20 to those who were disobedient long ago when God waited patiently in the days of Noah while the ark was being built. In it only a few people, eight in all, were saved through water, 21 and this water symbolizes baptism that now saves you also—not the removal of dirt from the body but the pledge of a clear conscience toward God.[e] It saves you by the resurrection of Jesus Christ, 22 who has gone into heaven and is at God’s right hand—with angels, authorities and powers in submission to him.
I just don't get it. The passage clearly says "baptism now saves you." So I just don't understand how it doesn't teach baptismal regeneration.Even if it's not through the "removal of dirt" it sounds like the passage is saying "baptism saves you as an appeal to God for a clear conscience." So even if baptism doesn't save as a removal is dirt it still saves as an appeal to God, i.e. baptism is how we make an appeal to God.Any input would be greatly appreciated.
It says nothing about "regeneration" in the passage. That is the easy answer.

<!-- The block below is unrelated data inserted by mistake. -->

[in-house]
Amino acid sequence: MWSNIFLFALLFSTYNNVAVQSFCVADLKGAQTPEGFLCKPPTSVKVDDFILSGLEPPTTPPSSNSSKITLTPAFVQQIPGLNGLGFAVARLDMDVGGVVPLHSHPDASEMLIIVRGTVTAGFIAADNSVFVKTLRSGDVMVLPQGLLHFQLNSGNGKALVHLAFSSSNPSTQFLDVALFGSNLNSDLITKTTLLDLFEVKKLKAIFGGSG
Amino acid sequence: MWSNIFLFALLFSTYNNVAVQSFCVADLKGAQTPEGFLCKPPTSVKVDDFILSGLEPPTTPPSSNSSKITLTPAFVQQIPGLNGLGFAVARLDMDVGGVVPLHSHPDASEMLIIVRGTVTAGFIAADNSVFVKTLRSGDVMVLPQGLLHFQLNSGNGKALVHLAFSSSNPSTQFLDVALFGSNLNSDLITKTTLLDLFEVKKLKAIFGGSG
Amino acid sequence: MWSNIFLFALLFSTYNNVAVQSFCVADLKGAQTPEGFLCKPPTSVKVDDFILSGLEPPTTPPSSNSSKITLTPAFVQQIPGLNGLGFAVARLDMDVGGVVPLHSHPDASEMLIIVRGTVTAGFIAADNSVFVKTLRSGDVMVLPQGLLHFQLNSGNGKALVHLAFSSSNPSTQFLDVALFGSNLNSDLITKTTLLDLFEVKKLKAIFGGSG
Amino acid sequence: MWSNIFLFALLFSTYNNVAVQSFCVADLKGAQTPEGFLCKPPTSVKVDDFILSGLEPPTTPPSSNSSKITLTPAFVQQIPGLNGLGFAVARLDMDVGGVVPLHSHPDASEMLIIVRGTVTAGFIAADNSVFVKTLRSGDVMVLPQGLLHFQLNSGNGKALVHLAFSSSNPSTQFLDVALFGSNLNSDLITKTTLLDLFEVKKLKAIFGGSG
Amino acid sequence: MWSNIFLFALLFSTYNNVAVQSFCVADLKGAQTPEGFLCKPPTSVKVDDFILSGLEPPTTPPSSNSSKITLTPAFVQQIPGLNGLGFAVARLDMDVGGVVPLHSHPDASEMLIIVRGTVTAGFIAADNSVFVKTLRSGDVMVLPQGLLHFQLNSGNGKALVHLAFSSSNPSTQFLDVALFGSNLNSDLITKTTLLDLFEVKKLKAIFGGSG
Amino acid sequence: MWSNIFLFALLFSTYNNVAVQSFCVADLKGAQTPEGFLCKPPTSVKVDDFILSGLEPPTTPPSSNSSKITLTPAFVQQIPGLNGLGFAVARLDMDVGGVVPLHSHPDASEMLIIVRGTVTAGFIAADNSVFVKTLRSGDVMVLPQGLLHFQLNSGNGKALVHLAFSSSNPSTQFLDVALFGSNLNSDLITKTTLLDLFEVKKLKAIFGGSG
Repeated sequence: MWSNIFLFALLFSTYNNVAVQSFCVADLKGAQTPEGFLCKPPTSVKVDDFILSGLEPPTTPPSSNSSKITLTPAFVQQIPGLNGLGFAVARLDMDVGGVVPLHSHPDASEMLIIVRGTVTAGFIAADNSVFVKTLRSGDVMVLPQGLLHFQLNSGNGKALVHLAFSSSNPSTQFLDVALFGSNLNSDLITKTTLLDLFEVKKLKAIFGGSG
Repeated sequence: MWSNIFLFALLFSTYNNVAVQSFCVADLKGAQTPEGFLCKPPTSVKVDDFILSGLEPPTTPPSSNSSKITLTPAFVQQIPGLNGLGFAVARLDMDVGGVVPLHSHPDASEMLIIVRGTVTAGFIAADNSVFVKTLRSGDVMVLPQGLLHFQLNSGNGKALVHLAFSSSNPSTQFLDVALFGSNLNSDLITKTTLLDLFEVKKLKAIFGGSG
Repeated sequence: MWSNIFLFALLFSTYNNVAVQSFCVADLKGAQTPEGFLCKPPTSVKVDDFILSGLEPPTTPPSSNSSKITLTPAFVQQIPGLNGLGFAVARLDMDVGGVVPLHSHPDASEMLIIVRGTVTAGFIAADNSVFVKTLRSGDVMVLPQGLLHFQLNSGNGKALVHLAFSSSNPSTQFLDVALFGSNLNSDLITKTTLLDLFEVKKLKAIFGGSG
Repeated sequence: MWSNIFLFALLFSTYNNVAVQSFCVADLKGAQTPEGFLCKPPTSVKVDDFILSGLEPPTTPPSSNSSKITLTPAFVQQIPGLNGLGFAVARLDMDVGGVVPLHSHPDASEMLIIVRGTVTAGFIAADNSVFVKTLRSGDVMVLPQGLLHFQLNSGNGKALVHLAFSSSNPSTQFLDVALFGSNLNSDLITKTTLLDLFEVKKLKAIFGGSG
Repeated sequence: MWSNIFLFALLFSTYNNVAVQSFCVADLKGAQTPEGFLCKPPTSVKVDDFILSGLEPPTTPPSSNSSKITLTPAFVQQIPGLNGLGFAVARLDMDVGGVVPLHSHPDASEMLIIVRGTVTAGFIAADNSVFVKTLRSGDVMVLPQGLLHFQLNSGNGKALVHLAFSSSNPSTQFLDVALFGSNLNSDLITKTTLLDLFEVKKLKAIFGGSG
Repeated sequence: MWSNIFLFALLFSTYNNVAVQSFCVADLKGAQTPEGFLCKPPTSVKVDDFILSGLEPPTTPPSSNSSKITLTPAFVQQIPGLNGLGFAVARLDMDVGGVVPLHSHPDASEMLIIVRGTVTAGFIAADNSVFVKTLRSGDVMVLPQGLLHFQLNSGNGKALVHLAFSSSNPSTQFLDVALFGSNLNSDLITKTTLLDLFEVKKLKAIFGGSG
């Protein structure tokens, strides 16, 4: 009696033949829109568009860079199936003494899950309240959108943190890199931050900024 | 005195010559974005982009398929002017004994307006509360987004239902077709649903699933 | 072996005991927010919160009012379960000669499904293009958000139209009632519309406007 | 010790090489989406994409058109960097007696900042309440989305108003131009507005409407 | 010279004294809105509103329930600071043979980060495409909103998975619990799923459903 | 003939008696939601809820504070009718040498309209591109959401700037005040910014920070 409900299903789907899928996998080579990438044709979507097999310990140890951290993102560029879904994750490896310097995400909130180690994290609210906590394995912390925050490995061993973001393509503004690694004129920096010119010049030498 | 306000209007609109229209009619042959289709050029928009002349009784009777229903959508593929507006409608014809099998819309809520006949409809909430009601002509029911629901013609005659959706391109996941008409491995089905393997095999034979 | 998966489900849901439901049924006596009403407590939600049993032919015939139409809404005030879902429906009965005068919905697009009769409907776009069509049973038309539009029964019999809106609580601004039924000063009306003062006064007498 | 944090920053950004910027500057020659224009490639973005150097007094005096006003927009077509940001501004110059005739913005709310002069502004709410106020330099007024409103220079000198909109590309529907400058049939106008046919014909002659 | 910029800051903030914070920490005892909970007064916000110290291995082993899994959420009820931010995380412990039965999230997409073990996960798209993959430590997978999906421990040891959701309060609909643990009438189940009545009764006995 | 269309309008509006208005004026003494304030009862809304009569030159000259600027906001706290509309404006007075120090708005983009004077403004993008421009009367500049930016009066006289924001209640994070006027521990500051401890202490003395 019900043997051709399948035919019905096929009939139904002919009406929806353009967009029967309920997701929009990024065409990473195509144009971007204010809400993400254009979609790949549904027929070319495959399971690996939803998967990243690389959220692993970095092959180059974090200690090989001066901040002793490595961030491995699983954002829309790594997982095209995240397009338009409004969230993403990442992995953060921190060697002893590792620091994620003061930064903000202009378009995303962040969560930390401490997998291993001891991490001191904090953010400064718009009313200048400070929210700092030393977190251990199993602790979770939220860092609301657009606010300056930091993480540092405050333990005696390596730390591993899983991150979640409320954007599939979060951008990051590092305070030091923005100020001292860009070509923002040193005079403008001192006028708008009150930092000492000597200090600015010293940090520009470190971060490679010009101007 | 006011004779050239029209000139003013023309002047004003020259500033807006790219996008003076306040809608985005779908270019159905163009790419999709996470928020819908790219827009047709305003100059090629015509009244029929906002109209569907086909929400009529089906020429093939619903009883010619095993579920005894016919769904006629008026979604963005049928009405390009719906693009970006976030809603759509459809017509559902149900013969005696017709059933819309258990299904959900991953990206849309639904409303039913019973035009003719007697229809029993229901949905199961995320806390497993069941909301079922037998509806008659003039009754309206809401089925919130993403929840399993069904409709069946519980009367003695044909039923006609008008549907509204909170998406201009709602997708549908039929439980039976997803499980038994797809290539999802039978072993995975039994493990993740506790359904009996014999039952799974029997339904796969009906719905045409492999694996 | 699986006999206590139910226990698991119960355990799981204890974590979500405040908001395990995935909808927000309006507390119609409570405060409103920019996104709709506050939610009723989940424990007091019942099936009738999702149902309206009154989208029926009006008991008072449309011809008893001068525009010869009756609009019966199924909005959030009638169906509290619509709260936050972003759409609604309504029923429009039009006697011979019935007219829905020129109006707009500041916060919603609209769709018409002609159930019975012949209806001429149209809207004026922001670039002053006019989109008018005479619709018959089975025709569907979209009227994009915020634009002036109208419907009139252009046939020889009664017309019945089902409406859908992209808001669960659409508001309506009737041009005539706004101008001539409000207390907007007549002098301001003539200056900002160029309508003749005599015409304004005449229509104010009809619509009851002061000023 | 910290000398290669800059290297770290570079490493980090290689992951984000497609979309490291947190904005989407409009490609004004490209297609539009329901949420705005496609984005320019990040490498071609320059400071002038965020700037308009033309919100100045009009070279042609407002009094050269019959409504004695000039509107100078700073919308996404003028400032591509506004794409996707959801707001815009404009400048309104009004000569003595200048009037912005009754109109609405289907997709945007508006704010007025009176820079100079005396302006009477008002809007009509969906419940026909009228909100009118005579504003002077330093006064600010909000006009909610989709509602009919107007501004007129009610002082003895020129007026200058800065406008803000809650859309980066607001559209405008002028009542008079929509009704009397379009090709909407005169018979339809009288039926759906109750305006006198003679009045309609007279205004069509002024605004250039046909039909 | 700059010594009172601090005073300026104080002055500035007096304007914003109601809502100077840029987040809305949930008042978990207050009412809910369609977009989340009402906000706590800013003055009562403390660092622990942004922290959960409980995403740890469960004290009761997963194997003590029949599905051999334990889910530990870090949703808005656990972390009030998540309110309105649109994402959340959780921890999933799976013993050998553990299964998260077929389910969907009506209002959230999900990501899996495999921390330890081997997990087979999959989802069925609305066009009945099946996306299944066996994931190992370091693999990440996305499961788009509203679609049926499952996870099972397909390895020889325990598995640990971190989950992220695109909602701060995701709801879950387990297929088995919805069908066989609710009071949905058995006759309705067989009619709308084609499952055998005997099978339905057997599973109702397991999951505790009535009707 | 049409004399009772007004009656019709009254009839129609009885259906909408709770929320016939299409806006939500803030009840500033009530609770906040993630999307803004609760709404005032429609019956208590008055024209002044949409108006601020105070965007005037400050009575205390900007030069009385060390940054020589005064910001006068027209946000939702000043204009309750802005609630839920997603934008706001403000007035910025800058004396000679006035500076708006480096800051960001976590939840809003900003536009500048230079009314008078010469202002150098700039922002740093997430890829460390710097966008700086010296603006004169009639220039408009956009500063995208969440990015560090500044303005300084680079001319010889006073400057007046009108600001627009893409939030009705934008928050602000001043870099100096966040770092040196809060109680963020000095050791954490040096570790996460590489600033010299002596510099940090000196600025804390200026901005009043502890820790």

Thanks, JFS!The church I am considering joining teaches baptism, but it does not teach that people are saved at the point of baptism.
Quote from: zclub3 on June 03, 2015, 01:35:40 pmIt says nothing about "regeneration" in the passage. That is the easy answer.People that teach baptismal regeneration (the belief that we are saved at the point of baptism) would say "saves" is equivalent to "regenerates." I.e. they read the passage as "baptism now provides you with salvation."
Zclub, I am just wondering if you would mind changing your member name?Every time I see it, this happens in my mind:https://www.youtube.com/watch?v=_z9hBtN7pGwI trust that you understand my pain.
Yes, that wouldn't be a deal breaker for me. I don't believe that baptism is a deal breaker (again, consider the thief on the cross).Good chattin' with ya bro!
How is that?